Screamer of the Week:
My brothers were much older than me, so when I was young I did most of my learning about music through the radio. Lucky for me, I was fortunate enough to get to listen to one of the best independent “college” radio stations in the country; 95.5 WBRU. They played a lot of local and lesser known music, so it was a cool way to get exposed to new music and learn about what was happening locally. Every Friday was a countdown of the 10 most requested songs of the week. The ‘fan favorite’ each week was called the “Screamer of the Week.” WBRU also shut down their signal this year, so again, this was kind of a swan song for something that gave me so much.
Broadcast the anthems they’ve sung down Thayer or in any Olneyville clubs. Teach me the words on their tongues. I don’t get it but I’m listening now, getting closer. You can’t see me but I’m listening now and I can feel it. I don’t get it but I’m listening now, getting closer. I can’t go but here in my room, I can listen.
My uncle worked for a radio station like thirty years ago. He was an engineer and his job in particular was maintaining radio towers in Pennsylvania. This song is about him telling his wife what his day was like and how he wished she could see what he got to see. It isn’t based on an actual conversation, just a mix of thing I heard him say about what his job was like and some of his ability to succinctly explain things. I spent a lot of time in Pennsylvania and always loved the mountains that roll through York county. So this was in part a nod to someone I respect and to a place very close to my heart. There is a theme here if you look real close lol.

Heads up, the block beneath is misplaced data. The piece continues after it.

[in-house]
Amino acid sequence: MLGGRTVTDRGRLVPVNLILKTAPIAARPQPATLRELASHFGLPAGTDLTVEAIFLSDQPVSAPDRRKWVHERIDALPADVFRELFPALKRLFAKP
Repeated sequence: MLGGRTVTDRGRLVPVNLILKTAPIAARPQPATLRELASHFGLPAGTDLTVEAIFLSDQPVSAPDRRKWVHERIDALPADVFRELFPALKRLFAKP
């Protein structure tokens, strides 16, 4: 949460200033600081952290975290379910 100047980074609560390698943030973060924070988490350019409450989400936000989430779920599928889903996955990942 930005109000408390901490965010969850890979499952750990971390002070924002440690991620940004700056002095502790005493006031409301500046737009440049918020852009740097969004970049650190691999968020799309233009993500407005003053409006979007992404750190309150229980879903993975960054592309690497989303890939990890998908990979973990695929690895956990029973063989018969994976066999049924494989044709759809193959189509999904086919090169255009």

WBSA, Do you read? This is Susquehanna Broadcasting 223.
Come in WBSA, do you read? This is Susquehanna Broadcasting tower frequency. From all the way up here, I can feel the air and watch the Blue Ridge and Appalachian lines disappear. I can feel it in the air, a thousand miles of rolling hillside. Wish you could see it there, across a thousand valleys.